The challenge has completed – thank you all for your participation!
The members of the Flickr community manually annotate photos with the goal of making them searchable and discoverable. With the advent of cameraphones and auto-uploaders, photo uploads have become more numerous and asynchronous. Yet, manual annotation is cumbersome for most users, making it difficult to find relevant photos. Researchers have turned to devising visual concept recognition algorithms to enable automatic annotation of photos.
Progress in visual recognition has been largely driven by training deep neural networks on datasets, such as ImageNet, that were built by manual annotators. However, acquiring annotations is expensive. In addition, the different categories of annotations are defined by researchers and not by users, which means they are not necessarily relevant to users’ interests, and cannot be directly leveraged to enable search and discovery.
The Tag and Caption Prediction challenge focuses on how people annotate photos, rather than on how computers annotate photos. Participants are asked to build image analysis systems that think like humans: the correct annotation for an image isn’t necessarily the “true label”. For example, while a photo containing an apple, a banana and a pear could be annotated using these three words, a person would more likely annotate the image with the single word “fruit”.
The results of this challenge will be presented at the ACM International Conference on Multimedia, held from 15-19 October 2016 in Amsterdam, Netherlands.
To explore the rich nature of human annotation, we support the following two subtasks.
1.1 Tag Prediction
This subtask focuses on predicting the tags (i.e. keywords) that a user annotated a photo with. Since tags are free-form, predicting the correct tags from a virtually endless pool of possible tags is extremely challenging. To this end, this subtask only focuses on a specific subset of tags, namely those that (i) are in the English dictionary, (ii) do not refer to persons, dates, times or places, and (iii) occur reasonably frequently. Specifically, we started out with the most frequent 10,000 user tags matching words in the English dictionary, and discarded all that referred to persons, dates, times or places; were different tenses/plurals of the same word; were otherwise obscure or ambiguous; and occurred 50 times or more in the test set. This yielded a total of 1,540 tags, which can be found here.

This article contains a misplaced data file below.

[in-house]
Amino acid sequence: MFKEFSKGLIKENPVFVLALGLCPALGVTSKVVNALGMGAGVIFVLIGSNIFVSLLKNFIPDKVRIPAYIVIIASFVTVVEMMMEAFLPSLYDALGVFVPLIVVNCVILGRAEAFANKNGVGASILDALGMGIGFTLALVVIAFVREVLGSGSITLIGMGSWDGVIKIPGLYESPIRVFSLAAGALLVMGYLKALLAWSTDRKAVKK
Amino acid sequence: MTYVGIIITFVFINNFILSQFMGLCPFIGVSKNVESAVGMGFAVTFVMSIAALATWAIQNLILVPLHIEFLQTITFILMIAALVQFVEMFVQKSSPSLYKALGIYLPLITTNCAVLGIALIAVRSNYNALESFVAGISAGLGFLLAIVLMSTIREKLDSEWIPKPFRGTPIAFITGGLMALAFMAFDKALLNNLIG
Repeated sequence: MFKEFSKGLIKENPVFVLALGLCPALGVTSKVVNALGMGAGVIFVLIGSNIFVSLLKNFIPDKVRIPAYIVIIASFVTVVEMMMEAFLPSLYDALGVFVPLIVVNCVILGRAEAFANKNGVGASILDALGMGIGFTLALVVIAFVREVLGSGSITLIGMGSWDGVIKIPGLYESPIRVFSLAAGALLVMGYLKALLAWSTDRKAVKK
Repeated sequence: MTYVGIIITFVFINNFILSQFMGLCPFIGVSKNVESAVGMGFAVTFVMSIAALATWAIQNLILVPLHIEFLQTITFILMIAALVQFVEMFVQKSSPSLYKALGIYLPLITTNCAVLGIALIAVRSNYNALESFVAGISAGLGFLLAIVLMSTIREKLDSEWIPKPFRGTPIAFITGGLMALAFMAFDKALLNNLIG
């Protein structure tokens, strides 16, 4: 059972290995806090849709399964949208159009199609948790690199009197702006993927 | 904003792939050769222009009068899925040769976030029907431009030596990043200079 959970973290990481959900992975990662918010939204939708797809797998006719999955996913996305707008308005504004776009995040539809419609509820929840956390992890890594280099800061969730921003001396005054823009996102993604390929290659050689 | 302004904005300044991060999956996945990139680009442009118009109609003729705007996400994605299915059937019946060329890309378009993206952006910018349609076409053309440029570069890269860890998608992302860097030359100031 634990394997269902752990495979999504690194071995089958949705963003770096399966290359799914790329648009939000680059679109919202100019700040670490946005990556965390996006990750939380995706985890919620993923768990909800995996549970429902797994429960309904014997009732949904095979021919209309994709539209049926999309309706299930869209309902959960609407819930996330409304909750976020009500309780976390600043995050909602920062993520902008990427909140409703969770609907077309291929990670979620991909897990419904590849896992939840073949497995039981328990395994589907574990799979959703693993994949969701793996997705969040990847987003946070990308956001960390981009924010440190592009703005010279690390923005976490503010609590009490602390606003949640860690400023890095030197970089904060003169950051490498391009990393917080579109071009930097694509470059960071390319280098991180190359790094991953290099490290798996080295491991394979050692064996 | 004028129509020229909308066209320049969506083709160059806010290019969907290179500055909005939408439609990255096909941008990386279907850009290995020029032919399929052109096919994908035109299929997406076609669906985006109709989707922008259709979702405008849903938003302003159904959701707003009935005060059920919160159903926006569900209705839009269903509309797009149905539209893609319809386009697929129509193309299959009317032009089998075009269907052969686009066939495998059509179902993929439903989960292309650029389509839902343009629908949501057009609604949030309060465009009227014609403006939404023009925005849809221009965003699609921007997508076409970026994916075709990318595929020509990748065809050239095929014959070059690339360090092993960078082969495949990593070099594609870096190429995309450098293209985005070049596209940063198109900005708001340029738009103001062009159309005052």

The following metrics will be used to evaluate the tag predictions on the test set:
- Precision@K: proportion of the top K predicted tags that appear in the user tags.
- Recall@K: proportion of the user tags that appear in the top K predicted tags.
- Accuracy@K: 1 if at least one of the top K predicted tags is present in the user tags, 0 otherwise.
We will test the values of K: 1, 3, 5.
1.2 Caption Prediction
This subtask focuses on predicting the caption (i.e. title) that a user annotated a photo with. We encourage you to produce image captions that are not only accurate but are also attractive, while non-informative captions are less preferred. The long-term goal of this subtask is to build machines that can not only understand what is shown in the photo, but can also associate emotions and feelings with the photo like a human being. Similar to the tag prediction subtask, we only focus on photos having a caption that contains words in the English dictionary. The list of 179K words in the dictionary we used can be found here.
The following metrics will be used to evaluate the caption predictions on the test set:
- Automatic evaluation metrics based on BLEU/METEOR scores. These metrics measure the differences in the generated sentences and the original captions on the whole test set.
- Manual evaluation metrics based on human judgments. A group of human judges will read the predicted captions for a subsample of the test set, and choose the best performing system.
The challenge will use data exclusively drawn from the Yahoo-Flickr Creative Commons 100M (YFCC100M) dataset. The benefit of this dataset is its sheer volume and that it is freely and legally usable. The metadata, pixel data, and a wide variety of features are stored on Amazon S3, meaning that it can be accessed and processed directly on the cloud; this is of particular importance to potential participants that may not have access to sufficient computational power or disk storage at their own research lab.
To get access to the YFCC100M data, please click here for more details.